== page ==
Enter if you dare… the IC house of horrors

27 October 2020 | James Blake

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Crrreeeeeaaaaaakkkk… [that’s the sound of the door to a scary haunted mansion opening, by the way] welcome to the internal communications house of horrors!

With Halloween just around the corner, we thought it would be dastardly of us to round up some of your IC horror stories, those blood-curdling moments when you realised you’d made a monster of a mishap or when your tech went terrifyingly tits up.

From sending out links which took people to websites definitely NOT safe for work to missing out essential vowels in certain words, we’ve captured some truly frightful fables and spooky stories guaranteed to give you the willies!

So bolt the door, draw the curtains, pour yourself a stiff drink (you’re going to need one) and sit back as we poke about in the gruesome basement of our careers, or LinkedIn as it’s also known, to unearth some of those bone-chilling moments when it all went horrifyingly wrong….

Mwah hah hah [insert own evil laugh here].

X-rated chiller

Our Internal Communications Director Carly has her own horror story to tell.

We’re not sure whether it happened one dark and stormy night in an abandoned old house, but it’s a gruesome tale nevertheless, one which is bound to give you nightmares for years to come.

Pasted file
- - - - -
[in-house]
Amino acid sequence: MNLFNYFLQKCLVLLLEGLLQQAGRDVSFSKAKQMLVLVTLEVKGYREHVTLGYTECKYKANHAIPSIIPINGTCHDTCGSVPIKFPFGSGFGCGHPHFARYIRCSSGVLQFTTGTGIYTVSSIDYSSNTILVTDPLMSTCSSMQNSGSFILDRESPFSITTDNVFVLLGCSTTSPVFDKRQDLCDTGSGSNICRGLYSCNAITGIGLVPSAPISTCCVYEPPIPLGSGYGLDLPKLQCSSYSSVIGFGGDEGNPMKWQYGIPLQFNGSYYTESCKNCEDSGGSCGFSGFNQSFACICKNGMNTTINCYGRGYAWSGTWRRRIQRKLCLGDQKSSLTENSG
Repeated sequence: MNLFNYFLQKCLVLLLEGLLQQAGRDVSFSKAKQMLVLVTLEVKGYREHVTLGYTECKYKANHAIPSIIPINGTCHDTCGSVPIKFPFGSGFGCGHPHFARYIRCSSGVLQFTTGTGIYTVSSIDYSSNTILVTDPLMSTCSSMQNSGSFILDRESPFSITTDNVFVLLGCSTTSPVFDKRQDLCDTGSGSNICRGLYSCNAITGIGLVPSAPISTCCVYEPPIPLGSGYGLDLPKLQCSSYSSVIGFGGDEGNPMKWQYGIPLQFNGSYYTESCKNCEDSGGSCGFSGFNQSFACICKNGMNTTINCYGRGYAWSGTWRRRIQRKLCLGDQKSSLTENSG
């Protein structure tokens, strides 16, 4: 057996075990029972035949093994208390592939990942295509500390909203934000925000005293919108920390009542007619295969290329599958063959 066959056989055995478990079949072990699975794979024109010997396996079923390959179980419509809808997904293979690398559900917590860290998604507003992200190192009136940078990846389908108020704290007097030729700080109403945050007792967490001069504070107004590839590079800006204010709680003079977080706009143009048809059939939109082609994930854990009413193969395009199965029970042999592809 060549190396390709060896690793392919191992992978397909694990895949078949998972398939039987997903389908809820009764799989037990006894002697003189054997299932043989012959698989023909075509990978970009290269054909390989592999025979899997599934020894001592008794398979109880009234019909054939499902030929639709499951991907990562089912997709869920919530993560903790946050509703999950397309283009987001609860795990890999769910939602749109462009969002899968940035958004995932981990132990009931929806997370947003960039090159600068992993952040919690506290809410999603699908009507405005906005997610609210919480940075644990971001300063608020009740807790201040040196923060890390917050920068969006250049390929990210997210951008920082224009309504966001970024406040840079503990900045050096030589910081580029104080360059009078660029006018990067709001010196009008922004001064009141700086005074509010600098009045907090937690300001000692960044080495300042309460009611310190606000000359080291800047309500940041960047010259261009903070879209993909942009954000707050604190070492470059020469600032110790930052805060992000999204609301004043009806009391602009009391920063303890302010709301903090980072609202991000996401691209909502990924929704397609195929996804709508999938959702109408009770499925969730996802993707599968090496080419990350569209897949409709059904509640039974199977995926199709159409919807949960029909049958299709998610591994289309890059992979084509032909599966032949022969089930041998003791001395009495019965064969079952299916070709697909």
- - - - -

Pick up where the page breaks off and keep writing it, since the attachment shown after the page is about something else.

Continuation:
It’s not clear who pressed send on this particular employee communication, but it went out somehow with a placeholder triple X-rated URL underneath the ‘click here for more information’ button. Awkward!

On the bright side, Carly says she heard it was probably the most clicked-through link in the organisation’s history – well, it is all about those engagement numbers!

Hot on the cloven heals of that devilish oversight is another ghastly recollection, weirdly in the same vein as Carly’s, from Holly MacLeod, Internal Communications Manager at Citizenship Canada.

This time however Holly was directing staff members to a phone sex line! XXX websites and sex lines? What is with internal communicators!?

“Years ago, a colleague once didn’t verify the phone number given to us by the subject matter experts,” Holly explained.